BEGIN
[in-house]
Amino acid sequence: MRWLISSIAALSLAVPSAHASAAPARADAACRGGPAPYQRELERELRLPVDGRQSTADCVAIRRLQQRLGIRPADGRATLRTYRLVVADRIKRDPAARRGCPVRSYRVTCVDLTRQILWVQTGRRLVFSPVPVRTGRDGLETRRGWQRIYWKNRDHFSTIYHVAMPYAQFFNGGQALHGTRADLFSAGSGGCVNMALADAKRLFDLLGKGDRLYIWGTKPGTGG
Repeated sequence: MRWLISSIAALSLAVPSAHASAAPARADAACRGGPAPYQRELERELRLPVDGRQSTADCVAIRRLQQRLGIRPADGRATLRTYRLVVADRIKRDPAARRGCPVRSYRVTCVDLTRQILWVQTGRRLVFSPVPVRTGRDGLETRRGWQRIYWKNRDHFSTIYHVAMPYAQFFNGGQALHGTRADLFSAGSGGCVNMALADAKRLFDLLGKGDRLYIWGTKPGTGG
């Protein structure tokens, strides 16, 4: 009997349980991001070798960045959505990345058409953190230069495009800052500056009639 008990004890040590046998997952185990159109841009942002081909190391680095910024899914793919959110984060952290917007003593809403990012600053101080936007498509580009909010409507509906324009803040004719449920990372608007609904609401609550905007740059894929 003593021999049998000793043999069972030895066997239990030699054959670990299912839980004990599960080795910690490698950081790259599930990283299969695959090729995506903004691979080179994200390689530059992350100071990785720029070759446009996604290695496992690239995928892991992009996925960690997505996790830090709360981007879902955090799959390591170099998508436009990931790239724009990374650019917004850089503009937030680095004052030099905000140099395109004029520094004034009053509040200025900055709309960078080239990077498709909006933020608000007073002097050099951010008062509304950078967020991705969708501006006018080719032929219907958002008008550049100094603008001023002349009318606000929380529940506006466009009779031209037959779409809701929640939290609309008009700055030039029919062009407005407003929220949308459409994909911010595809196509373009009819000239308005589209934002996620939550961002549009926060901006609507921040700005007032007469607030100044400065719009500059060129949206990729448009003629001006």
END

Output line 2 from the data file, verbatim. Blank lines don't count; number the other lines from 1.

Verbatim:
Amino acid sequence: MRWLISSIAALSLAVPSAHASAAPARADAACRGGPAPYQRELERELRLPVDGRQSTADCVAIRRLQQRLGIRPADGRATLRTYRLVVADRIKRDPAARRGCPVRSYRVTCVDLTRQILWVQTGRRLVFSPVPVRTGRDGLETRRGWQRIYWKNRDHFSTIYHVAMPYAQFFNGGQALHGTRADLFSAGSGGCVNMALADAKRLFDLLGKGDRLYIWGTKPGTGG